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Let $n \geq 5$. I want to show that $\exists p\in \mathbb{Q}[X]$ of degree $n$ with roots which are not possible to find via radicals and rational functions from the coefficients of $p$.

I've got the following theorem (Abel-Ruffini) written down in my notes.

(1) $\exists$ transcendental $\alpha_1,\dots\alpha_n\in\mathbb{C}$ s.t. $F=\mathbb{Q}(\alpha_1,\dots,\alpha_n)\cong \mathbb{Q}(X_1,\dots,X_n)$
(2) $S_n$ acts on $F$ by permuting the $\alpha_i$ and $F/F^{S_n}$ Galois with Galois group $S_n$

Now $F^{S_n}$ is the subfield of $F$ consisting of all the elements written as a symmetric functions in the $\alpha_i$. So if I write $p(X)=(X-\alpha_1)\dots(X-\alpha_n)$ then $p\in F^{S_n}(X)$ and $\textrm{Gal}(p)=S_n$ so in particular there is no way to find the roots of $p$ via radicals and rational functions from $F^{S_n}$, since $S_n$ not soluble.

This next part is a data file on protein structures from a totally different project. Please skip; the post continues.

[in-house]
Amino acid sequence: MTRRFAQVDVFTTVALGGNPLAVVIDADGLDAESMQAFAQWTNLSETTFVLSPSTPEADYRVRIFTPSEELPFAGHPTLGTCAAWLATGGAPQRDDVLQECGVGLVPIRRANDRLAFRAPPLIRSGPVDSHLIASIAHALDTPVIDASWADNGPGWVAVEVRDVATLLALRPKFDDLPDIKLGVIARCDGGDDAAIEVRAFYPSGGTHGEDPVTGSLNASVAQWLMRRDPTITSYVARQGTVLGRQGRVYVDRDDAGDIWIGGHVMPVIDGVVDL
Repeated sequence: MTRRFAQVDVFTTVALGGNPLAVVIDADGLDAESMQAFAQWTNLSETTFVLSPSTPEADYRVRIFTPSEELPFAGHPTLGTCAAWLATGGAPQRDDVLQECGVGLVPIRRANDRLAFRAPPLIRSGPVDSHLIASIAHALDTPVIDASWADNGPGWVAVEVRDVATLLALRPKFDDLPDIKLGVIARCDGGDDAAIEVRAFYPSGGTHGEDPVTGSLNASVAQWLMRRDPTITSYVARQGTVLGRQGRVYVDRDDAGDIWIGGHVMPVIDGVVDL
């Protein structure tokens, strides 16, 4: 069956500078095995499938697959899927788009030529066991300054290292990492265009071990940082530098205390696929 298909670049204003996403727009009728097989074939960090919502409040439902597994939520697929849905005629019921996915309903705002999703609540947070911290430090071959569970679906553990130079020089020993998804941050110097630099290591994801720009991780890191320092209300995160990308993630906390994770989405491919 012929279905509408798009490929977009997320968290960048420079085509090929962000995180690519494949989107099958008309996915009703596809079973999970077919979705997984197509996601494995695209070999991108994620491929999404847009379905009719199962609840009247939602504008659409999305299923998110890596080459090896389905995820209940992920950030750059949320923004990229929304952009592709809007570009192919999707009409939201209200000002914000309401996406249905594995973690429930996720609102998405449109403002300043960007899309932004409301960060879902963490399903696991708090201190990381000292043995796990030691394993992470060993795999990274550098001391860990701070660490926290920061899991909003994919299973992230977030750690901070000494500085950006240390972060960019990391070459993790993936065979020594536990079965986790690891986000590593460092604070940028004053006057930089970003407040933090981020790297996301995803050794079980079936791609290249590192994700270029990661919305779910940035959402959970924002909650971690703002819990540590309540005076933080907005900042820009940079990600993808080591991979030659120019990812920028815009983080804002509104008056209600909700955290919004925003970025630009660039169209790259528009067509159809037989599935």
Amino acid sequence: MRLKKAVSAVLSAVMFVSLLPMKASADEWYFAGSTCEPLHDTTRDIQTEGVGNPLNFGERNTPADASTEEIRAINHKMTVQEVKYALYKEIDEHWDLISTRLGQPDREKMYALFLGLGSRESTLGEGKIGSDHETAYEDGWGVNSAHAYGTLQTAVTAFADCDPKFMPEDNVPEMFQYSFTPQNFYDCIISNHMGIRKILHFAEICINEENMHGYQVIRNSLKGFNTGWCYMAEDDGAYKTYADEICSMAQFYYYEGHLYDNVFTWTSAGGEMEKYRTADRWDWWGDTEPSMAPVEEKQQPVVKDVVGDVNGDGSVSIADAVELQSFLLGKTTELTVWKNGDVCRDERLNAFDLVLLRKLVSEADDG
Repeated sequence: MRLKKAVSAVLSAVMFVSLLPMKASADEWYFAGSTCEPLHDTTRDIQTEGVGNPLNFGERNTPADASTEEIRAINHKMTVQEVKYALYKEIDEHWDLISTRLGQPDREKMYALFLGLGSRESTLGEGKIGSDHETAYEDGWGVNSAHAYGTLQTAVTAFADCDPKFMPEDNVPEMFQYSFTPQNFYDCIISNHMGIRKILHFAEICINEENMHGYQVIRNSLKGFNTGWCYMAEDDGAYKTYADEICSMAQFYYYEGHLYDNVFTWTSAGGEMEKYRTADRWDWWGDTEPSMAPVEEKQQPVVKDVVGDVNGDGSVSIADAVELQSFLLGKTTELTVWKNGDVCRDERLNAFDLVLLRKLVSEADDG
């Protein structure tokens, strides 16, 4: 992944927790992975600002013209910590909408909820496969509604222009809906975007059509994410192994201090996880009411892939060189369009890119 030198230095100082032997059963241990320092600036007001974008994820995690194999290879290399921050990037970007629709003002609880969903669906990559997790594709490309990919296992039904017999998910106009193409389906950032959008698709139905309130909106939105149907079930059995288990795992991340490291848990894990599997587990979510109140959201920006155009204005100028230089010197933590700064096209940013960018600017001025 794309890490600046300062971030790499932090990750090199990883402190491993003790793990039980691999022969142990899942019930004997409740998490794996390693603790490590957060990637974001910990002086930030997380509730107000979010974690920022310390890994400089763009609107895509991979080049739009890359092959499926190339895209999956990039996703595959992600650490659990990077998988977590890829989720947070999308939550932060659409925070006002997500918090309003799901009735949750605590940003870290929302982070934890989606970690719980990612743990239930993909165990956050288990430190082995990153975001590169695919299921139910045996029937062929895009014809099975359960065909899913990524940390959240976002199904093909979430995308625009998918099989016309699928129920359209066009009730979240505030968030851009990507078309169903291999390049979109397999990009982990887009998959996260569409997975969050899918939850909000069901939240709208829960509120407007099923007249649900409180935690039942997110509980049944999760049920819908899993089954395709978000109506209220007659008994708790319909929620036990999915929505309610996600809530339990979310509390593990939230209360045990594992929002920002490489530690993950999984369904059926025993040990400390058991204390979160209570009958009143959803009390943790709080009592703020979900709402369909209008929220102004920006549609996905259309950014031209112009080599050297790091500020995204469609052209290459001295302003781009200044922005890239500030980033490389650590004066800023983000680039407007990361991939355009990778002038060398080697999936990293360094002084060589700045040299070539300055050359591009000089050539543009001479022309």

Now my notes say I should be finished, but I haven't quite proved what I want to! How do I make the step from $F^{S_n}$ to $\mathbb{Q}$ in general?

Many thanks.

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What role does $K$ play in your theorem? – Jason DeVito May 15 '12 at 14:24
The theorem says there is no general "formula" in terms of the coefficients. That does not mean that there is specific $p$ with say integer coefficients. (Though in fact that is true too.) – André Nicolas May 15 '12 at 14:31
By $K$ I clearly meant $\mathbb{Q}$, sorry! Yeah I see that this says that there is no specific formula in terms of the coefficients. But how do I prove that there exists specific $p$ with rational coefficients? @AndréNicolas : could you expand on your tantalising bracket saying 'this is true too'? – Edward Hughes May 15 '12 at 14:38
It was proved later by Galois. One has to find specific integers for which the Galois group is not solvable. Too long for a comment, is in every text. – André Nicolas May 15 '12 at 14:56
Okay I'll look it up then! Many thanks. – Edward Hughes May 15 '12 at 15:08

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